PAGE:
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Postby Jim Maloney » 04/03/09 06:52 PM

Richard Kaufman wrote:I heard the rumor yet again today that this incarnation of the Masked Magician is actually John Pyka. Has he posted a denial of that on here?

I believe he denied it very strongly over at the Magic Cafe.

EDIT: Here's the Cafe thread.

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Postby Kevin Connolly » 04/03/09 07:08 PM

Richard Kaufman wrote:I heard the rumor yet again today that this incarnation of the Masked Magician is actually John Pyka. Has he posted a denial of that on here?


That's what I heard. Isn't his other name, Grand Cool J or something on the credits of the show? I know I collect Houdini, but my source is really good.
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Postby David Alexander » 04/03/09 07:19 PM

How much intelligence does it take to figure out this is nonsense? A couple of minutes with Google would show this as stupid.

Why would Val Valentino hire someone to play the MM when he is the show's producer? He already knows how to be a whore so there's no need to hire someone else as Val is so experienced. That and a number of sources list him in the credits as the MM.

See: http://www.film.com/tv/magics-biggest-s ... d/23849201

The Internet Movie Database almost always has the most complete set of credits and Pyka isn't in any of them.

http://www.imdb.com/title/tt1245872/fullcredits#cast

Clicking on Valentino's listing you'll find that he's listed as the Masked Magician http://www.imdb.com/name/nm0884349/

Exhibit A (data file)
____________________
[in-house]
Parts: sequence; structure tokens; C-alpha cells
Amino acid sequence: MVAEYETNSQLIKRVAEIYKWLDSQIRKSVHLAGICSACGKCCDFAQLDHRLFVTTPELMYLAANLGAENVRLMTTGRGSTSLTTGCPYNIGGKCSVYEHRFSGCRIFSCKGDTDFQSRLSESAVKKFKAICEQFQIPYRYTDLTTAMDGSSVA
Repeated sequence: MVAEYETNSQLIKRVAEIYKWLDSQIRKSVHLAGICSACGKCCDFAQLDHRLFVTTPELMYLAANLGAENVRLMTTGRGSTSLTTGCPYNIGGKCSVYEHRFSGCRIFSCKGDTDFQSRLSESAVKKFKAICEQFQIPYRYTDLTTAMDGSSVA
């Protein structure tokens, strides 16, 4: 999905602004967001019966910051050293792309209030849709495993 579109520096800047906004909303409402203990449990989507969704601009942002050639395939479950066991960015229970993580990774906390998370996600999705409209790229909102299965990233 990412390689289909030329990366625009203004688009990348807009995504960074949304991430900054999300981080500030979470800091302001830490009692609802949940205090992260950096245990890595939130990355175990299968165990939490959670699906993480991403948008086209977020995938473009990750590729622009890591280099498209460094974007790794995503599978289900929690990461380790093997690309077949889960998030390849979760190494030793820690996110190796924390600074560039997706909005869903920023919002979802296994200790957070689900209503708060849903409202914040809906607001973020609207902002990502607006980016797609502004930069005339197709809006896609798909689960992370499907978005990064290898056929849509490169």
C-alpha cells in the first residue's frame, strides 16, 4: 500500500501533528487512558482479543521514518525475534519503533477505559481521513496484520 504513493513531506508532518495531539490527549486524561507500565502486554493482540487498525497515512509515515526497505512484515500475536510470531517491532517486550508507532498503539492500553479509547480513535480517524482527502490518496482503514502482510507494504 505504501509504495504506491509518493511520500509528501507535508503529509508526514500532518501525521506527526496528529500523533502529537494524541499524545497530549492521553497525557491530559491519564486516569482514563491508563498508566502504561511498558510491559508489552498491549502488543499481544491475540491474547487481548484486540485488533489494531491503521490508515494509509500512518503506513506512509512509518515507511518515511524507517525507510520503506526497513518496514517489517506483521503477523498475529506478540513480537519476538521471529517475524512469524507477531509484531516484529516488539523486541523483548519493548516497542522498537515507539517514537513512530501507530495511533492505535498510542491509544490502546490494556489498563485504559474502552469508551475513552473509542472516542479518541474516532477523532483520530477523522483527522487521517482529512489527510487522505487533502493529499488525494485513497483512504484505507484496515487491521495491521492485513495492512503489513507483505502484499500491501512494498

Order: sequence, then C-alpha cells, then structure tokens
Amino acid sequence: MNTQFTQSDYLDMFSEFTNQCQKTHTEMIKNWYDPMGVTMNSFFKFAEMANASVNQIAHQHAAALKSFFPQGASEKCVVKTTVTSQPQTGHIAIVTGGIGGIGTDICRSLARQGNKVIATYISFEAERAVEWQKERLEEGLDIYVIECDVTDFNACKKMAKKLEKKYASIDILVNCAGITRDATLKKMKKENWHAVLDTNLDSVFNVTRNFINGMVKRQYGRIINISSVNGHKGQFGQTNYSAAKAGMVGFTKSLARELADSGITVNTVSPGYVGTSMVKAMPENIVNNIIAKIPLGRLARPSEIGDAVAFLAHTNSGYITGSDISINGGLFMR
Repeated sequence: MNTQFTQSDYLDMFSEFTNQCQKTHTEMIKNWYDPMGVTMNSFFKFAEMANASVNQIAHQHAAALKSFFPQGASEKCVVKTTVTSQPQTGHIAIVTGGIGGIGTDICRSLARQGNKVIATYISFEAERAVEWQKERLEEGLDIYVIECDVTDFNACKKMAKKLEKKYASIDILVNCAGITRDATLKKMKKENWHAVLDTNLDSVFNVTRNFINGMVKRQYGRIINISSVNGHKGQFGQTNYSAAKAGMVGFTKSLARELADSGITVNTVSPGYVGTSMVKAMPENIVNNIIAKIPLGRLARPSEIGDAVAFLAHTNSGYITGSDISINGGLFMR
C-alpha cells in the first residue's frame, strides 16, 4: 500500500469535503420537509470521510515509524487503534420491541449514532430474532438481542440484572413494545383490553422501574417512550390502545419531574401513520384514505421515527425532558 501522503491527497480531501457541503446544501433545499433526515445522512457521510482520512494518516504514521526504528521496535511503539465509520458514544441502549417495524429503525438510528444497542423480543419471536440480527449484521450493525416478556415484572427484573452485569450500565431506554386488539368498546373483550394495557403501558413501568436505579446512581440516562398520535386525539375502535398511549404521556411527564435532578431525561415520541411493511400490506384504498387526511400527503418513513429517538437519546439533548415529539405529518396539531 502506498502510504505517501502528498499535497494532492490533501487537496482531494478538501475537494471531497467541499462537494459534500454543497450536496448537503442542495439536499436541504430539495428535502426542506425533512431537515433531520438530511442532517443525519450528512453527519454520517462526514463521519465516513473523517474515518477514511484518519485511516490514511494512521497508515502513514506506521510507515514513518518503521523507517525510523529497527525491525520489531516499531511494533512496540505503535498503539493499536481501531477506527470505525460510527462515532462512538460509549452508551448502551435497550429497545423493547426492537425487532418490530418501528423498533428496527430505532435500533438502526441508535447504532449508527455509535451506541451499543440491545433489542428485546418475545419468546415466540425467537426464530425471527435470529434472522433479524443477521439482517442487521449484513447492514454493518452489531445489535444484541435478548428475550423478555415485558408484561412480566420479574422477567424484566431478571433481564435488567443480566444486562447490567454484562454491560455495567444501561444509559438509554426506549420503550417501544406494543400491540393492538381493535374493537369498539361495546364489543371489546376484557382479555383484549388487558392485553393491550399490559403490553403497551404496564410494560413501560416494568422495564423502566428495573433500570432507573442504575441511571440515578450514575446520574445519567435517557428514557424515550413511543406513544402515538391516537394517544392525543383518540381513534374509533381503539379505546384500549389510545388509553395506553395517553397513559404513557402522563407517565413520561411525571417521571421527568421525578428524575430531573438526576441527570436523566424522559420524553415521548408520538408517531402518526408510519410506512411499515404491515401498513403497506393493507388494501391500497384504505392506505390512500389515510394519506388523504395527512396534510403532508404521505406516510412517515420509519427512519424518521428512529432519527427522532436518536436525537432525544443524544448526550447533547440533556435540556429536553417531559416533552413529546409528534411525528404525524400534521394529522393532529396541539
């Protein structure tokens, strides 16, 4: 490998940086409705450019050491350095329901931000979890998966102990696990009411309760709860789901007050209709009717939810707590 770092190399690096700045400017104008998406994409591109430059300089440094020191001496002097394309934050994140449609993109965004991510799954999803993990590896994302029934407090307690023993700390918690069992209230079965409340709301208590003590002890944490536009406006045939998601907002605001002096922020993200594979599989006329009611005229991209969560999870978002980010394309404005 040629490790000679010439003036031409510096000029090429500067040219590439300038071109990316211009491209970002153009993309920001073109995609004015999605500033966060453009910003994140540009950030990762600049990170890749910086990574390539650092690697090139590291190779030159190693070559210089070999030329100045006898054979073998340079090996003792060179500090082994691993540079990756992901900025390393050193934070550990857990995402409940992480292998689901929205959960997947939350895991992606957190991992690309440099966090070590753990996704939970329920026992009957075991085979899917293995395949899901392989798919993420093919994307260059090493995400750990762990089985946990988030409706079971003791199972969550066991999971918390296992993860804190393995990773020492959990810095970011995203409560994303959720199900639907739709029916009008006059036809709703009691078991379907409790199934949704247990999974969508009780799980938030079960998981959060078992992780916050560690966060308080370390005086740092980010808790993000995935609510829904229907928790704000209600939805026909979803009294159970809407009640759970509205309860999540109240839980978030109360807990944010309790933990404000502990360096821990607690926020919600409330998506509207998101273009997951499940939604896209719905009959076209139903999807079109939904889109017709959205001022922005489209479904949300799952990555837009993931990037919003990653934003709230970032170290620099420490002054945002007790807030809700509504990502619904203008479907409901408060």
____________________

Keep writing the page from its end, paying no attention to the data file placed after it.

Pyka issued a press release back in December stating categorically that he was NOT the Masked Magician. See here:
http://blogs.myspace.com/index.cfm?fuse ... =457549216

If you still think Pyka is involved in this, please email me as I have some investment property that you need to buy.
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Postby Richard Kaufman » 04/03/09 07:34 PM

David, you still have investment property?
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Postby Kevin Connolly » 04/03/09 07:48 PM

Thanks. I'll stick to my source and Houdini. I have better things to do than watch someone get her panties in a knot. Enjoy. :)
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Postby Ray T. Stott » 04/03/09 08:23 PM

Michael Close wrote:How much is it if you don't have to go to Believe?


$300 per person w/o Believe tickets - 5 day night stay required in a special room with 17" color TV, with no remote control, next to the express elevator shaft and two coupons redeemable for McDonald Happy Meals. :D
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Postby Jim Riser » 04/04/09 01:16 PM

Ray T. Stott wrote:
Michael Close wrote:How much is it if you don't have to go to Believe?